14. Indolent non-Hodgkin’s lymphomas

Indolent non-Hodgkin lymphoma

The indolent non-Hodgkin lymphomas can be considered “low-grade”. The life expectancy for patients with indolent NHLs is measured in years, even if untreated. They’re rarely curable. Most cases present in stage III and IV.

The indolent NHLs are:

  • B cell neoplasms
    • Chronic lymphocytic leukaemia (see topic 15)
    • Marginal zone lymphoma
      • MALT lymphoma
      • Nodal marginal zone lymphoma
    • Follicular lymphoma
    • Mantle cell lymphoma
    • Hairy cell leukaemia
  • T cell neoplasms
    • Primary cutaneous peripheral T cell lymphoma
      • Mycosis fungoides
      • Sézary syndrome

Source: https://www.uptodate.com/contents/image?imageKey=HEME%2F59978

Presentation:

Indolent NHLs usually present with slow-growing lymphadenopathy, hepatomegaly, splenomegaly or cytopaenias.

Treatment:

There are many treatment options for indolent NHLs. The vast majority will have an initial response to therapy by most of these patients will ultimately experience histological transformation to a more aggressive lymphoma (like DLBCL) or relapse.

Stage I NHLs can be cured with just radiotherapy, if all disease-involved sites are contained within one radiation field.

Stage II, III, IV NHLs, and stage I NHLs which cannot be treated with only radiotherapy should only be treated if any of these indications are present:

  • The disease causes B symptoms
  • The disease is rapidly progressing
  • The patient has cytopaenia
  • The disease compromises normal organ function

If any of these indications are present the patient should be treated with rituximab + bendamustine, which is superior to R-CHOP for indolent NHLs. If none of these indications are present the “watch and wait” approach is best, where the patient is closely observed for any changes.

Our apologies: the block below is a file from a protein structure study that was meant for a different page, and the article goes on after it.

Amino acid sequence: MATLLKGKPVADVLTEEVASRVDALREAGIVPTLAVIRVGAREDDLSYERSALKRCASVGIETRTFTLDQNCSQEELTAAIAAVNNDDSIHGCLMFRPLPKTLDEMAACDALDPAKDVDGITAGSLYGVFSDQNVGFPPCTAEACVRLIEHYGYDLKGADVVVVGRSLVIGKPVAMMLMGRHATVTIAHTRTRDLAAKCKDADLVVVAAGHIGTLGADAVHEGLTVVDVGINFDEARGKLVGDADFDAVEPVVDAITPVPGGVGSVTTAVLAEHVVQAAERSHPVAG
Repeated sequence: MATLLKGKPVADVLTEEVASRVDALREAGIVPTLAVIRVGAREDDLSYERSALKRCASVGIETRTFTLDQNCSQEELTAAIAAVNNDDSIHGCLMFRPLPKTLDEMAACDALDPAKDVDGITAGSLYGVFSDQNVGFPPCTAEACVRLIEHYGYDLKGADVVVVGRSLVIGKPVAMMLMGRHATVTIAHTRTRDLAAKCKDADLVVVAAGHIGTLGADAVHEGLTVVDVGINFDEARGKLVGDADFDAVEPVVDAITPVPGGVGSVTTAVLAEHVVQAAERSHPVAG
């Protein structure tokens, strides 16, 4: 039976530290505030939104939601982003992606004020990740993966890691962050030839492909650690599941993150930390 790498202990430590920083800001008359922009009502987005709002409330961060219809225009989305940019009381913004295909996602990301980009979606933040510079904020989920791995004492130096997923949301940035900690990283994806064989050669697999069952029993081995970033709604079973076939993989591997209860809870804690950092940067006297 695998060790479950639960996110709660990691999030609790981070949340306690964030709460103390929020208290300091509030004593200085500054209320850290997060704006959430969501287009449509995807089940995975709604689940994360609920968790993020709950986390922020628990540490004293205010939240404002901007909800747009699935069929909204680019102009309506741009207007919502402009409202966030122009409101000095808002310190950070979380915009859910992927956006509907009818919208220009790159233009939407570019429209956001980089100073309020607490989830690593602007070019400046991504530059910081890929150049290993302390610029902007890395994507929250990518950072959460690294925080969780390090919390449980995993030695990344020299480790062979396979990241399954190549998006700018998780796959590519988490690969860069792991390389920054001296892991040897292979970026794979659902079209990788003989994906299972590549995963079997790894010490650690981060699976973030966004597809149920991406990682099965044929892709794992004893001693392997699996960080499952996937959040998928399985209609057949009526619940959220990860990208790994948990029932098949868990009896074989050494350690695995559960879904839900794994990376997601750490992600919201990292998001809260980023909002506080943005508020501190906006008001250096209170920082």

A new anti-CD20 antibody called obinutuzumab is potentially more effective but more expensive and more toxic than rituximab.

Relapse:

Most patients treated for NHL will experience relapse. When a patient experiences relapse after initial treatment of an indolent NHLs, biopsy should be performed to rule out histological transformation of the cancer. If there is none, and there are no indications for treatment (see above), the “watch and wait” approach is best.

If there is indication for treatment, there are multiple treatment options:

  • Haematopoietic stem cell transplantation
  • Chemoimmunotherapy
  • Radioimmunotherapy
  • Novel agents
Follicular lymphoma

Etiology:

t(14;18). This translocation involves the antiapoptotic protein Bcl-2 and the immunoglobulin heavy chain gene (IgH). IgH is highly active, so this translocation significantly increases production of Bcl-2.

Epidemiology:

Most common indolent lymphoma. Most common in middle-aged adults.

Clinical features:

Often presents with asymptomatic generalized lymphadenopathy.

Prognosis:

25 – 35% of cases will progress into DLBCL, a process called Richter’s transformation.

Mantle cell lymphoma

There are two forms of MCL:

  • Classical (cytic) mantle cell lymphoma